Dr. Sivasekaran, MD
Colon cancer is the third most common type of cancer in the United States. It affects nearly 50,000 Americans each year. If caught early on, it can easily be treated. Typically small polyps are the cause of colorectal cancer, as they tend to become cancerous rather quickly and grow within the colon and rectum.
Normally, there are little to no signs of the polyps, so it’s critical to have colonoscopies on an annual basis after the age of 50. However, younger people are more commonly being diagnosed with colon cancer as it, unfortunately, seems to be on the escalating.
There are specific risk factors that are often associated with colon cancer. One that is quickly resolved is your diet. If you eat a lot of red meat and saturated fats, and very little fresh fruits and vegetables, you are at a higher risk of developing colorectal cancer. Some of the other risks associated with this type of cancer are, being over the age of 50, having a family history of polyps or colon cancer, smoking, being overweight, having Crohn’s disease or ulcerative colitis, and women that have had breast, uterine or ovarian cancer are at a greater risk as well.
Although the symptoms are not always prevalent in the beginning stages, some of the symptoms are as follows:
• Abdominal bloating
• Abdominal pain
• Excessive gas
• Narrow stools
• Weight loss
It’s imperative to talk to your Internal Medicine Physician about protecting yourself and your loved ones who may be at risk for colorectal cancer. Your physician will schedule the appropriate testing with the gastrointestinal specialist that they work with and trust.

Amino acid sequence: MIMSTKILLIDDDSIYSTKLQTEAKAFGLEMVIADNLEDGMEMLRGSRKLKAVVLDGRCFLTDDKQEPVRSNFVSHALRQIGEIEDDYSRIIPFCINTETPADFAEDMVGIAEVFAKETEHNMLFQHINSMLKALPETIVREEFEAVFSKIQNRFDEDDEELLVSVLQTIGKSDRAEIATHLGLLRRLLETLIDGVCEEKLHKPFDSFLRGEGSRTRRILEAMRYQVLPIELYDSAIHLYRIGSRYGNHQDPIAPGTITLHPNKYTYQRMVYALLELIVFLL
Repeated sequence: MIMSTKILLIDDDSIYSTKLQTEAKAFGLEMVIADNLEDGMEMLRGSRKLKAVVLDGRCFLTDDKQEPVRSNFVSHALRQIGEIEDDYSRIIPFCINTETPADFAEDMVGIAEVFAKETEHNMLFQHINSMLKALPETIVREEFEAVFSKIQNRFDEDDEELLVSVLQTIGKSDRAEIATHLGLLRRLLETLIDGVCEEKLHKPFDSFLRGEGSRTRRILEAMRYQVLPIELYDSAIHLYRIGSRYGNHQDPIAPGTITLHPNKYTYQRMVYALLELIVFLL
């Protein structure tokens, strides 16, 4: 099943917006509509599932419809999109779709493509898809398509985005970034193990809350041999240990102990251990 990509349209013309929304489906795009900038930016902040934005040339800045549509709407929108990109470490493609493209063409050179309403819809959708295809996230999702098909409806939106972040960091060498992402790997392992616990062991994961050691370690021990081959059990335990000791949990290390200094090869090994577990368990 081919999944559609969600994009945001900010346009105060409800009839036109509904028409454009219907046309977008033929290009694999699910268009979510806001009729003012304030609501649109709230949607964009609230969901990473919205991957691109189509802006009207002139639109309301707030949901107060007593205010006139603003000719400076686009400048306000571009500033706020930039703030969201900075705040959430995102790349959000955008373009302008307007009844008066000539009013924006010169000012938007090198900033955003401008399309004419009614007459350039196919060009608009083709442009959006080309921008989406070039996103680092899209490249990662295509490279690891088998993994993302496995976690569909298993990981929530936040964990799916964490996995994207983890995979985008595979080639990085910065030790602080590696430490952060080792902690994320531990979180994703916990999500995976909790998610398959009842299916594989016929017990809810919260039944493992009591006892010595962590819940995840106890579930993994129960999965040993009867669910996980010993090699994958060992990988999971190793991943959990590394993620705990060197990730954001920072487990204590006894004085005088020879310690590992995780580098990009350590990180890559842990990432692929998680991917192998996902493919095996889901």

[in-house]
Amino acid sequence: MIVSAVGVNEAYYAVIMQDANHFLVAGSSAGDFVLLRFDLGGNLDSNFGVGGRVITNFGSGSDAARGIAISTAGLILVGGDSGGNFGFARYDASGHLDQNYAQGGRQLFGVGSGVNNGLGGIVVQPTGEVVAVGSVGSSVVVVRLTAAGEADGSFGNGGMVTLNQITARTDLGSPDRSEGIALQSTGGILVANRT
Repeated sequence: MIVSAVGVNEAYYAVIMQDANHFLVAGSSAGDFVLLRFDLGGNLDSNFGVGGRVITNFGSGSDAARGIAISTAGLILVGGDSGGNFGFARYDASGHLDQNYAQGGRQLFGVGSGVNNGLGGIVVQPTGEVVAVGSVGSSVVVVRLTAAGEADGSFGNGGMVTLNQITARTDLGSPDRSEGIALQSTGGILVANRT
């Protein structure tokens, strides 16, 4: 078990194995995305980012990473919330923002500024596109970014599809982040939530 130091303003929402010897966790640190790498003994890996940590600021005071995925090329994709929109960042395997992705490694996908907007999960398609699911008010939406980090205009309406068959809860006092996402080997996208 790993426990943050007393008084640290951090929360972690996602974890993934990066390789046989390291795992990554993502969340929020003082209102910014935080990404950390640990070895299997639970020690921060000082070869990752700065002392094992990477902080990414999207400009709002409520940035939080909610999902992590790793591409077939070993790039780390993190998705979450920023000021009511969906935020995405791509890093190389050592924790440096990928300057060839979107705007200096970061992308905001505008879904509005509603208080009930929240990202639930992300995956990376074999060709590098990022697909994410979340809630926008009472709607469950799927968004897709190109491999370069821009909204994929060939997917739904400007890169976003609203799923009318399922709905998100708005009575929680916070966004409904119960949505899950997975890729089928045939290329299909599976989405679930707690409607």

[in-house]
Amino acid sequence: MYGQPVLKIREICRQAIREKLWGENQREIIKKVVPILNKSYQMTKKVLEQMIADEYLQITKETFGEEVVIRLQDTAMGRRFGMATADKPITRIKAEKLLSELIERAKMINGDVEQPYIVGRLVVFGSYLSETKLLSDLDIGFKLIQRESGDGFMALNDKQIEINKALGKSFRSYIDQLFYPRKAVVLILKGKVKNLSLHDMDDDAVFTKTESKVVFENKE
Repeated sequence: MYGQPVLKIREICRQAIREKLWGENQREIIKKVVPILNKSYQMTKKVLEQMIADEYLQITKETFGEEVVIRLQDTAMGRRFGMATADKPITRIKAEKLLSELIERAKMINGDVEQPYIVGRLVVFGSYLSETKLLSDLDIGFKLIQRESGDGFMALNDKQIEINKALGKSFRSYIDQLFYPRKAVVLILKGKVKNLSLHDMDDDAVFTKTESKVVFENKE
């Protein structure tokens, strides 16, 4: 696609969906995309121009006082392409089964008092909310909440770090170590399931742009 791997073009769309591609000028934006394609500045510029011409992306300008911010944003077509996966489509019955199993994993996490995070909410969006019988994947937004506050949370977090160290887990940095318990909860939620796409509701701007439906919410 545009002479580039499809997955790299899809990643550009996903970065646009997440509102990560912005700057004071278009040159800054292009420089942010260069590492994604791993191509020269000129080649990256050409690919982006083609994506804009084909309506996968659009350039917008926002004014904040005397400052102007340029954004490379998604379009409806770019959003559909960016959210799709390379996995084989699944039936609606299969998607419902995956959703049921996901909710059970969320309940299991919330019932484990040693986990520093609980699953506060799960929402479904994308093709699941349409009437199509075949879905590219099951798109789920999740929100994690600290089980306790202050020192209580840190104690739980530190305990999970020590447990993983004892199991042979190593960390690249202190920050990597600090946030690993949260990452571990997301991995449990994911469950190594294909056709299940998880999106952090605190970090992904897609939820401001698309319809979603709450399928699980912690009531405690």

The colonoscopy is an easy procedure and one that can literally save your life. If the polyps are discovered, they can be removed with surgery, and usually chemotherapy or radiation are unnecessary. It’s best to be proactive in your colon health, rather than waiting and finding that the cancerous polyps have grown and spread into other organs.
RATNASABAPATHY SIVASEKARAN, MD
Dr. Siva is a comprehensive internal medicine physician that understands the complexities of colorectal cancer and is experienced in helping his patients get the preventative care that is essential for their health.
Dr. Siva has been in practice for fourteen years. He earned his Honors Bachelors of Science in Biology from University of Waterloo, Canada. He went on to earn his Doctor of Medicine from St. George’s University School of Medicine graduating on the Dean’s List. He is American Board of Internal Medicine certified. Dr. Siva has affiliations with AMA, AHA and Marion County Medical Society. He opened his own private practice in Ocala in 2006, and he has privileges at all hospitals and nursing homes in Ocala for continued care of his patients.
To find out more information, please contact Dr. Siva’s office at (352) 369-5300, or visit DrSivaOcala.com.